By Erica Lee and Tiriseyani Naulivou
Connecting to markets is a daunting task for any woman wanting to sell her products. This is even harder for remote and rural groups like the women of the Udu Point Women’s Initiative who face a multitude of obstacles.
The Initiative comprises 24 women who have come together from four women’s groups of neighbouring villages (Nukudamu, Nabouono, Vunikodi and Udu Point Estate) located along the Northernmost point of Fiji. Dependent on transportation, the women would try to meet at least once a month to share traditional knowledge (weaving techniques), share crops and vegetables and discuss new opportunities for their members.
The women of these communities are well known for their unique weaving skills especially their much sought-after kiluvatu (intricate black geometric designs) mats which used to fetch around FJD 300 before the global pandemic and current economic downturn.
To sell their crafts, the women must travel to the nearest urban centre – Labasa Town. Getting there is a three-hour journey dependent on factors such as high tide, willingness of boat operators and availability of a boat (with enough fuel), cost of transportation (by boat and road totals around FJD 600) and their supply of voivoi (pandanus leaves used for weaving). Some women choose not to make the journey at all because it is costly and without proper planning and contingencies, the women can find themselves overnighting at Qaranivai landing waiting for high tide to arrive the next day.
“Alongside our remoteness and communications challenges, the global pandemic brought us new challenges. We found that we could no longer sell our mats as this had become too costly for locals to purchase. We didn’t let this deter us, we had to come up with new ways to survive,” said Milly Rasovo, President of the Initiative.
New skills having a positive impact on the community
In May last year, the Initiative received an FJD 10,000 grant from the Fiji Women’s Fund (the Fund) to assist it with strengthening its network and administration and to also invest in its member’s potential to grow their microenterprises, leadership and confidence to speak up and advocate on women’s issues in their communities.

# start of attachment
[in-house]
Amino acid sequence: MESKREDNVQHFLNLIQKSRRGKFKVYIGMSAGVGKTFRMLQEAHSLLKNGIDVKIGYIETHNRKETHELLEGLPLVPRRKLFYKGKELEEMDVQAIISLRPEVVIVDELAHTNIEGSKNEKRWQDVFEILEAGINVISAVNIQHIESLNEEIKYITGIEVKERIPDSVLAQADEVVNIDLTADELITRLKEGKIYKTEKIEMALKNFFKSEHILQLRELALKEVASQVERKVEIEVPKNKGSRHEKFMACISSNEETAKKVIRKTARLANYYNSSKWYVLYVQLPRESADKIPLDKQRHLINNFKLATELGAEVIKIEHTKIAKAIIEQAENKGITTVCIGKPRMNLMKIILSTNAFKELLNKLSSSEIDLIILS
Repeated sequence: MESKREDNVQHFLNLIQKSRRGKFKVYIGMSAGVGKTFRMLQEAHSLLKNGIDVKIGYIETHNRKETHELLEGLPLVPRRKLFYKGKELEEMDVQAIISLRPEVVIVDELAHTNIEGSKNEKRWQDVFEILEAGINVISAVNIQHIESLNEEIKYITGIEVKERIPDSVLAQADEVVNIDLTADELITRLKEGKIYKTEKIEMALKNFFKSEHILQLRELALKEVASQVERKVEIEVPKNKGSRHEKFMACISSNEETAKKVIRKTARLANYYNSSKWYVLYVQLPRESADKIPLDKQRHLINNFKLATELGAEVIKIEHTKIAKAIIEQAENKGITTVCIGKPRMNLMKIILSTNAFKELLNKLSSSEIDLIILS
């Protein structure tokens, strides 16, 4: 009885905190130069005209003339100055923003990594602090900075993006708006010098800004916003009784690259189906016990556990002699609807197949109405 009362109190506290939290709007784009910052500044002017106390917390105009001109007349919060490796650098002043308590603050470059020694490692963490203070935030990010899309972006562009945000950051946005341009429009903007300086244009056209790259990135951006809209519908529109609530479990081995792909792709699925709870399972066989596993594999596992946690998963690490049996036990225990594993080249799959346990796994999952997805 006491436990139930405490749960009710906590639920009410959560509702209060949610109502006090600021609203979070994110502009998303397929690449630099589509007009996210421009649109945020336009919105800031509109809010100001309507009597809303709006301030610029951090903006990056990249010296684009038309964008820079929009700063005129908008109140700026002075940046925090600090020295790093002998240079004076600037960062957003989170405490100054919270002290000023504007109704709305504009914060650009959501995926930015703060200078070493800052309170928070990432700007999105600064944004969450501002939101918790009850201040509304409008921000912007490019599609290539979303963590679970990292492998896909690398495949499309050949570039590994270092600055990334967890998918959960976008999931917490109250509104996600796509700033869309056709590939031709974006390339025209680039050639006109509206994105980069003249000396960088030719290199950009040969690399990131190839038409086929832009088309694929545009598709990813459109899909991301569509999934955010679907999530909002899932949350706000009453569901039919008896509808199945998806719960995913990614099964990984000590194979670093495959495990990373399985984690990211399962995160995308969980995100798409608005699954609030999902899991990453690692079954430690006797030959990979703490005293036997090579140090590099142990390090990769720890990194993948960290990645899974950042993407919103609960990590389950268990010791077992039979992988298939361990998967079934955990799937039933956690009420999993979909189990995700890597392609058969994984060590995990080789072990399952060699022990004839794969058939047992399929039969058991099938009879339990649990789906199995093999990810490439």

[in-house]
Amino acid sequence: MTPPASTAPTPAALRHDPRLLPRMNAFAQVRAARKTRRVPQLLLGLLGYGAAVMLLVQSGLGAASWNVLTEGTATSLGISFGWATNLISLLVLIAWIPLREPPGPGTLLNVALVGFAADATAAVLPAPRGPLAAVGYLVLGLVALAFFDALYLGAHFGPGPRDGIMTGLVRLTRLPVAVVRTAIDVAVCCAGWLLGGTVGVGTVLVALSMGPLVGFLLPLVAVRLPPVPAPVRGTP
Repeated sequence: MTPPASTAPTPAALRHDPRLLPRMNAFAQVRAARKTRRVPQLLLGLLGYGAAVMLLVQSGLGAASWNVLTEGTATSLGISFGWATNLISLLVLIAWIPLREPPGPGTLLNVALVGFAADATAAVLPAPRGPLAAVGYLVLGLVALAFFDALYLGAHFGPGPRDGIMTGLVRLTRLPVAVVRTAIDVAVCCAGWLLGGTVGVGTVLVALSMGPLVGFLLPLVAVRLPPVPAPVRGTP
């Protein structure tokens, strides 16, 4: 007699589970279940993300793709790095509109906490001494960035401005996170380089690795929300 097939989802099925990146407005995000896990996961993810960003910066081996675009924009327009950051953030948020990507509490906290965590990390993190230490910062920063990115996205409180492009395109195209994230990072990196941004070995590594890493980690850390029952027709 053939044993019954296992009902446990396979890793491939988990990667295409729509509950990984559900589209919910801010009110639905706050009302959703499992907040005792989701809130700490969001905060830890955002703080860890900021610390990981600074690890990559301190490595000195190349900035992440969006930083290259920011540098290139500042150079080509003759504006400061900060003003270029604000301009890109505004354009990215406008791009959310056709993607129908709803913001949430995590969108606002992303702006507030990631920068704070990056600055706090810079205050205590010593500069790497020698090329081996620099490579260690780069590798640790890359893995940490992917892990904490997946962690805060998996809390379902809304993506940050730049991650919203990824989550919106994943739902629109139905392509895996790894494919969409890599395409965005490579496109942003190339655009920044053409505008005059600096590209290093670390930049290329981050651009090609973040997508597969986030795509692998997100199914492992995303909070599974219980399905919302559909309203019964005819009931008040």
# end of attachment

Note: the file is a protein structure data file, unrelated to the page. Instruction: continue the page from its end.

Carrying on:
The grant has meant the group can consistently hold their monthly collective meetings. They’ve maximised on this opportunity, using the space to share issues, identify solutions, share skills, learn together and strengthen their network.
It was at this space that the women resolved to address their livelihoods challenges by identifying alternative income-generating sources and how the members could work together to access new markets and opportunities.
The idea arose to change their product line to offer smaller and more affordable handicrafts such as smaller-sized mats, baskets, and earrings. These products are now earning around FJD 50 – 250 per month. The women also used Facebook to reach out to friends and family to market their handicrafts. To reduce travel costs, the Initiative elects two members to make the journey to Labasa once a month to sell their handicrafts.
The grant also allowed the women to immerse themselves in learning and capacity development. With the support of the Fund, the women have already undertaken training in financial grant management, monitoring and evaluation, child protection and gender equality and social inclusion.
Milly says these trainings have helped members step outside their comfort zone and actively participate in discussions during their monthly meetings. To practice leadership, on a rotational basis, a different member is selected to chair discussions, one will take minutes, and another is assigned childcare duties so that the women can participate without interruptions. These changes have helped develop the women’s confidence and have resulted in them being able to voice their views at village and tikina meetings. The women have also received support and encouragement from the Chief of Udu and the Assistant Roko based in Labasa.